After winning Top Chef All Stars, I needed a new goal. I felt like I had to continue to stretch and challenge myself. Not just in cooking, or being a chef or restaurateur, but also physically and mentally. I've always been a finish line kind of guy. Point me in the direction and tell me to go for this long and this hard, and I will die trying. I guess you could say that I am strong-willed. My wife would say stubborn.
When I signed on with a new manager early this year, I gave her a few wish list items. One was running the New York City marathon. As a boy and native New Yorker, I grew up watching the race and thought having the honor to participate would be amazing. We were lucky enough to pair up with Alliance for a Healthier Generation to lead a team of five other first-time marathoners with a combined fundraising goal of $50,000. The Alliance is working towards eliminating childhood obesity and teaching kids how to live healthier lifestyles. This is where I really could connect the dots.
See, I was sort of a latch-key kid. My parents worked hard and we lived a lower-middle class life. No complaints, but left to my own culinary whims as a kid I was subbing heavy whipping cream for milk in my morning cookie cereal. I made ham and cheese and potato chip sandwiches. I was drinking soft drinks like water. And water, like never. I was, as the kids might say now, living fat ... but not the p-h- kind.
So for the past few months, I've been training hard. I've run a half marathon or more every Saturday for the last six weeks. I'm up to 21 miles now with just under 30 days left before the big race. Now to understand just how momentous this milestone will be for me personally, I suppose I should take you back.
Here's a picture of me from 2002.
At the time, I was the chef at a small seafood restaurant in Atlanta. I was 29 years old and probably 60 pounds heavier than I am now. I worked six or seven day weeks, sunrise until late in the evening. I loved it. It was my entire life.
I had the good fortune to open up a namesake restaurant stemming from the hard work I put in at the seafood place. Now, an operating chef of any worthwhile eating establishment has to taste everything. And if you enjoy it, like most of us do, it's pretty easy to turn tasting all day long into eating a lot more than you should all day long. Combine that with an industry that is notorious for playing as hard as it works, and you're eating and drinking for fun long after you've eaten and drank for pay. It is a dangerous combination and I was heading in an unhealthy direction. I promptly put on another ten pounds with the stress of the opening. But a few tough months after "Blais" opened, it closed. It was the saddest thing that had happened to me at the time. I was locked out of my own restaurant. I had negative 600 dollars in my bank account. I was lost, and candidly, I was fat. But in retrospect, it was the best thing that could have happened to me.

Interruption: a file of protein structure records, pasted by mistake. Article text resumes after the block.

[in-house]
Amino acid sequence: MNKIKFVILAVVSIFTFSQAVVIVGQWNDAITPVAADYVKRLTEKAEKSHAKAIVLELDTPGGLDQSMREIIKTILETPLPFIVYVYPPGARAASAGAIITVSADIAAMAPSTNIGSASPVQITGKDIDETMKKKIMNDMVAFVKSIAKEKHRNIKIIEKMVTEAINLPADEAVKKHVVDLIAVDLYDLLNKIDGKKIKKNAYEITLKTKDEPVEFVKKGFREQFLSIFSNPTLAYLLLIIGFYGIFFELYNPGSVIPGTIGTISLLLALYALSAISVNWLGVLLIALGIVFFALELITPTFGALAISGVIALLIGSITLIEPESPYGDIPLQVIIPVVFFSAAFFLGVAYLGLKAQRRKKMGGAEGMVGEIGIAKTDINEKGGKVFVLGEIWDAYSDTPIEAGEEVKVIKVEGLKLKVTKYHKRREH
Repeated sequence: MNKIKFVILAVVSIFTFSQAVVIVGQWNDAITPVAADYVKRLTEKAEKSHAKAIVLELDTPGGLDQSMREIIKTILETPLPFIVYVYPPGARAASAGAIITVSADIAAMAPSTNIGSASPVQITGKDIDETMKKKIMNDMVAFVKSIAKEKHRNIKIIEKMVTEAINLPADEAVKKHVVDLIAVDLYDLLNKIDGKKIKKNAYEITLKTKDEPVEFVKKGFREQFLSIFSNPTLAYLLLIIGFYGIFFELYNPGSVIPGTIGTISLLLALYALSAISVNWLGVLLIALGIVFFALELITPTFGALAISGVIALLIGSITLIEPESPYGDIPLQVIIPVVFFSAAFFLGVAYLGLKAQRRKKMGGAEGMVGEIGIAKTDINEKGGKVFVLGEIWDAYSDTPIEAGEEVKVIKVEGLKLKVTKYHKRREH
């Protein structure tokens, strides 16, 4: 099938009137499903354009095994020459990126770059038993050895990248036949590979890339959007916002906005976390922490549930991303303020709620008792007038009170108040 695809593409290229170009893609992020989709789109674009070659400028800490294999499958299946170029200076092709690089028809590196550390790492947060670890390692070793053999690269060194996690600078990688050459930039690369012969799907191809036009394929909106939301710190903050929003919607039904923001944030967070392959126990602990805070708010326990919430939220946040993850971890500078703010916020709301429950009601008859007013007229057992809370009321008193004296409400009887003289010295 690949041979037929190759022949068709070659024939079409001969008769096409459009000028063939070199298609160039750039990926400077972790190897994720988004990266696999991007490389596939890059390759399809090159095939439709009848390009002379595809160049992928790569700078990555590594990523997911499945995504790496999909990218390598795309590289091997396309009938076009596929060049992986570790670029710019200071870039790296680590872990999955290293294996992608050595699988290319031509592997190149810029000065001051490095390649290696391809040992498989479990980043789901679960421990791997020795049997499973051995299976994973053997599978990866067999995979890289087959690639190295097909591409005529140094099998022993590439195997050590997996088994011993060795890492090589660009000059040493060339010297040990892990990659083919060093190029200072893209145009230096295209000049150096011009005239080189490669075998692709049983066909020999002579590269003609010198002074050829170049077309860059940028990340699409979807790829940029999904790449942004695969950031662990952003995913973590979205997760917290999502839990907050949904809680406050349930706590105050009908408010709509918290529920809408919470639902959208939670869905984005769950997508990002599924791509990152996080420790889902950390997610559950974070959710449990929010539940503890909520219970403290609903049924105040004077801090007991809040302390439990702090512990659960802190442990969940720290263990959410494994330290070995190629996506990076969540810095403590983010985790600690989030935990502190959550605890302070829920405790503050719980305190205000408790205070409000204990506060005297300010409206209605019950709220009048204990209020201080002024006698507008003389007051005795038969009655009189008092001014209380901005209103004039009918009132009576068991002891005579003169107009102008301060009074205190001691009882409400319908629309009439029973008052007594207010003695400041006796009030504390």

I was courting my wife at the time, who had also worked at the restaurant, and somehow, through incredible luck, salesmanship, and charm, I got her to buy into my ... well, I guess, "potential." She was a personal trainer in college. A soccer player. And a knockout to boot. She was finishing her master's degree in healthcare management. She loved football, and could hold her own in food and politics. She had a nice car, a pretty dog, and she smelled amazing. She was the total package. So, in trying to convince her I was half as worth it as she was to me, I decided to go jogging with her one day. I threw on my baggy shorts and Knicks jersey (Allan Houston, #20) to leisurely head out. All ego aside, she would just dust me. Day after day. It was only a few miles, but she would leave me sucking wind and plodding to the finish to catch her.
To complete the courtship, I decided to propose. It was probably a year after that first run together and what better way to symbolize our life ahead, the hills and valleys of a relationship, than to do it at the end of a race. On July 4, 2005, at the finish line of the Peachtree Road Race (the largest 10k in the country), I dropped to my knee and asked her to marry me. I figured the adrenaline and crowd would sway her to say yes.
I was right!
I managed to casually run for the next couple of years while operating different restaurants and beginning my television work. My favorite way of doing this was running between shifts at my restaurants. I would throw on some shorts and run a few miles after lunch and before dinner. I highly recommend this to any chefs reading out there. It is nice to get a little air in the middle of a long shift and the adrenaline propels you into dinner service!
While training for "Top Chef All Stars," I added physical training into my culinary regimen. I ran hard a few months before filming, and was lucky enough to find a treadmill to run on a few times during filming. There is a certain amount of physicality to competitive cooking. Hectic shoot schedules, eating and sleeping at strange hours and in strange places can mess with your body and mind. Going in fit paid off for me in the end, as I was running through giant markets, sandy beaches, and of course, darting my way through many strange kitchens; my body pushed when I needed it to.
These days, I have a pretty full travel calendar, but finding time for my weekly runs keeps me at peace and feeling strong. To start my training for the ING NYC Marathon I kicked off by running the Peachtree Road Race again; where my wife, our 3 year-old daughter and newborn met me at the finish line. Full circle, indeed. Running has changed my life, for the better. It has added years, a family and amazing experiences. Looking forward to another one on November 6, 2011. See you at the finish line.
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